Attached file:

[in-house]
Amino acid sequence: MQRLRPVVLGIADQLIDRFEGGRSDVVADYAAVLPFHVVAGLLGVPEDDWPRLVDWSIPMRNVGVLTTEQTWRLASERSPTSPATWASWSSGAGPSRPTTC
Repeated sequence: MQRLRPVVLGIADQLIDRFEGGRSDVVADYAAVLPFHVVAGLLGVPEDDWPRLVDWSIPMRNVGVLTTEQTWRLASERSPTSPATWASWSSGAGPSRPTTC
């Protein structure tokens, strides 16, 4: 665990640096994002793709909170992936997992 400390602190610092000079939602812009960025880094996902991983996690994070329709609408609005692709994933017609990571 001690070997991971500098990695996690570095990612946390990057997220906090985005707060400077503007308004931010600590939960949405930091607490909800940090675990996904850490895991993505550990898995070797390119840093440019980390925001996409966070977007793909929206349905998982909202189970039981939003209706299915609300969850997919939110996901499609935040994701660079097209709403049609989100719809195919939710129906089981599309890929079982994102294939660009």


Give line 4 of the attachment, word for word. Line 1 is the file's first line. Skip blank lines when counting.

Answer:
């Protein structure tokens, strides 16, 4: 665990640096994002793709909170992936997992 400390602190610092000079939602812009960025880094996902991983996690994070329709609408609005692709994933017609990571 001690070997991971500098990695996690570095990612946390990057997220906090985005707060400077503007308004931010600590939960949405930091607490909800940090675990996904850490895991993505550990898995070797390119840093440019980390925001996409966070977007793909929206349905998982909202189970039981939003209706299915609300969850997919939110996901499609935040994701660079097209709403049609989100719809195919939710129906089981599309890929079982994102294939660009």